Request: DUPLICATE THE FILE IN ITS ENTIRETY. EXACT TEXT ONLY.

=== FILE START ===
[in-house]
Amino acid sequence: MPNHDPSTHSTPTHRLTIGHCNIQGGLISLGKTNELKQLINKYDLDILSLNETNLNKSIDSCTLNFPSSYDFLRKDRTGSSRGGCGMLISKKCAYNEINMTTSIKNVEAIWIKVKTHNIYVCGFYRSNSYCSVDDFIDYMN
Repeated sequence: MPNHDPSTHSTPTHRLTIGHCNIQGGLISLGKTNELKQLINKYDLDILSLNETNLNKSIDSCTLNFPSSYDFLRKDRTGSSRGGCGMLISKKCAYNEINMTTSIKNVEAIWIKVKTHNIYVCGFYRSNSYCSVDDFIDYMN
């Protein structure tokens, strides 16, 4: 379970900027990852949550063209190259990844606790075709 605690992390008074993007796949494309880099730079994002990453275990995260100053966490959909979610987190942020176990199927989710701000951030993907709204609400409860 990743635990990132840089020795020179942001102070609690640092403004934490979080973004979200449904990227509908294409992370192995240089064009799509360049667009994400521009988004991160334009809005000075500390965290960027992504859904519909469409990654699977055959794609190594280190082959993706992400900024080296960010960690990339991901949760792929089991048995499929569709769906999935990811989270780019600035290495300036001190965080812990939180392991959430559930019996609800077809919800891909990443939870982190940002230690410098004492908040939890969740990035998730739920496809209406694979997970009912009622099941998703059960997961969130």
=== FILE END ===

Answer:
[in-house]
Amino acid sequence: MPNHDPSTHSTPTHRLTIGHCNIQGGLISLGKTNELKQLINKYDLDILSLNETNLNKSIDSCTLNFPSSYDFLRKDRTGSSRGGCGMLISKKCAYNEINMTTSIKNVEAIWIKVKTHNIYVCGFYRSNSYCSVDDFIDYMN
Repeated sequence: MPNHDPSTHSTPTHRLTIGHCNIQGGLISLGKTNELKQLINKYDLDILSLNETNLNKSIDSCTLNFPSSYDFLRKDRTGSSRGGCGMLISKKCAYNEINMTTSIKNVEAIWIKVKTHNIYVCGFYRSNSYCSVDDFIDYMN
């Protein structure tokens, strides 16, 4: 379970900027990852949550063209190259990844606790075709 605690992390008074993007796949494309880099730079994002990453275990995260100053966490959909979610987190942020176990199927989710701000951030993907709204609400409860 990743635990990132840089020795020179942001102070609690640092403004934490979080973004979200449904990227509908294409992370192995240089064009799509360049667009994400521009988004991160334009809005000075500390965290960027992504859904519909469409990654699977055959794609190594280190082959993706992400900024080296960010960690990339991901949760792929089991048995499929569709769906999935990811989270780019600035290495300036001190965080812990939180392991959430559930019996609800077809919800891909990443939870982190940002230690410098004492908040939890969740990035998730739920496809209406694979997970009912009622099941998703059960997961969130």